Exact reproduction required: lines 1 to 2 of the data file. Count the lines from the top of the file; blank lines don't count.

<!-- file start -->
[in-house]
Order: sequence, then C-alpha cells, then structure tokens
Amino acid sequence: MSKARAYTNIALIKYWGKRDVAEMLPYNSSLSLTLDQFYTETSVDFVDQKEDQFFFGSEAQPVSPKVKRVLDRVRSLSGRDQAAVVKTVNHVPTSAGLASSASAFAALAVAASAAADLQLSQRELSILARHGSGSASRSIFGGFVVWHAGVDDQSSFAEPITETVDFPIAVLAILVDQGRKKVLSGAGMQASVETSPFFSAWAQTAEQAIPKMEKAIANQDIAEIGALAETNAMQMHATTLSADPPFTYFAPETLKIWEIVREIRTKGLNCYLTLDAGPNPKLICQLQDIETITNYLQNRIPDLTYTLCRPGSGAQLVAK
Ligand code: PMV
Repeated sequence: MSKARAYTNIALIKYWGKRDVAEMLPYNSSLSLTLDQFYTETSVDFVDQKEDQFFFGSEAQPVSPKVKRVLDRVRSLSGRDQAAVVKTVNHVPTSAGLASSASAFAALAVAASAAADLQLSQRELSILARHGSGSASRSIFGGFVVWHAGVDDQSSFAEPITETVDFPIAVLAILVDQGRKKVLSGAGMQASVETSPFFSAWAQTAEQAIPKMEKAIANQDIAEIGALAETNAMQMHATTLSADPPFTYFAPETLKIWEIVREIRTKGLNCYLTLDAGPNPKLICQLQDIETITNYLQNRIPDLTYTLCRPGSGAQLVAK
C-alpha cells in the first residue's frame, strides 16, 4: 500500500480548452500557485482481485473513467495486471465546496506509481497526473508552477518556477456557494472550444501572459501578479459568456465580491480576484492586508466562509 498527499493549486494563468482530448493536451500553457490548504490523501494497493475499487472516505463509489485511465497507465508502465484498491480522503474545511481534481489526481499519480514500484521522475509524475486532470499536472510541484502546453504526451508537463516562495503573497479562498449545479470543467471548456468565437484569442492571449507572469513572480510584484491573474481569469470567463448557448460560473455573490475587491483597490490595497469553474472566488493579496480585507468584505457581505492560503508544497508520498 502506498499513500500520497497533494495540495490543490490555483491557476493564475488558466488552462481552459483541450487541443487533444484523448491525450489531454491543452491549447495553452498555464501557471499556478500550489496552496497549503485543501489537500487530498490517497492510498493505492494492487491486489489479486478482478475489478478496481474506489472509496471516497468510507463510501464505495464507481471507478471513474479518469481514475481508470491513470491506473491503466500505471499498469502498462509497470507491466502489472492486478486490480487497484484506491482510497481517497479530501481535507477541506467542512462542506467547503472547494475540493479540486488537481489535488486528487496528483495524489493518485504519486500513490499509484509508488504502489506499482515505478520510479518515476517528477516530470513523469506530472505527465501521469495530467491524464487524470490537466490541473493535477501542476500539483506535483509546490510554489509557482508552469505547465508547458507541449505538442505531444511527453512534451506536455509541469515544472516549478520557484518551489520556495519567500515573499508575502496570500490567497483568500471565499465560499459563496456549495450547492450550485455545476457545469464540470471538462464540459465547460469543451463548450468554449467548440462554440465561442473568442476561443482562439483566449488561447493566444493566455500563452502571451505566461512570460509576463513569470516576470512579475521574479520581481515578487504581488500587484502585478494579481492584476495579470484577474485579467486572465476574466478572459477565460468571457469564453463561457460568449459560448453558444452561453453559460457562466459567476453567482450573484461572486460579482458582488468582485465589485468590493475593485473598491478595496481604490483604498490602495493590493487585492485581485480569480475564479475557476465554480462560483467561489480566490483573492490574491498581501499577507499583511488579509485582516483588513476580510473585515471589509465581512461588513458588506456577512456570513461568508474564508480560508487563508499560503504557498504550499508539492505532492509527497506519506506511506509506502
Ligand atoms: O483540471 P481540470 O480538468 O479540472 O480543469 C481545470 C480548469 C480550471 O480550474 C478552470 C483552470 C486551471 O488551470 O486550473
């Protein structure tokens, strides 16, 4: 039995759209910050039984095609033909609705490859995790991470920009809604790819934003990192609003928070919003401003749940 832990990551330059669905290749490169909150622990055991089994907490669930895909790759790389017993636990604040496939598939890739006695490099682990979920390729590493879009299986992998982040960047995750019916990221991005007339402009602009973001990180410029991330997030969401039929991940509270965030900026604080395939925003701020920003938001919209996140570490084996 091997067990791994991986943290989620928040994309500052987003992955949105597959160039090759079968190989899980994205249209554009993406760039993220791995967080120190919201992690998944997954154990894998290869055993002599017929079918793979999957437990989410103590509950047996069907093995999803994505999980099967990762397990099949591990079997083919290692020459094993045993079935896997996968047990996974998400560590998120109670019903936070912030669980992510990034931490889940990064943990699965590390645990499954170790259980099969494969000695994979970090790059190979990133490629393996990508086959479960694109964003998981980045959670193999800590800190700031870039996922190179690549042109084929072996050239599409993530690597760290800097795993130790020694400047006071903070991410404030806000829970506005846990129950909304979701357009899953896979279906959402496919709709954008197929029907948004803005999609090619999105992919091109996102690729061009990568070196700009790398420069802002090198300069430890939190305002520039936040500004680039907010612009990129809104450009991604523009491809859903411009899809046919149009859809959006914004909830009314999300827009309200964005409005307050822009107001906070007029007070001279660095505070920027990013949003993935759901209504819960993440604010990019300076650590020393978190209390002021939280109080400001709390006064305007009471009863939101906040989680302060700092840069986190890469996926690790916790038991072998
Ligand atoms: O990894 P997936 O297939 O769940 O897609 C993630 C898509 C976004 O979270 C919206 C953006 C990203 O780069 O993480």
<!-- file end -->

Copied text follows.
[in-house]
Order: sequence, then C-alpha cells, then structure tokens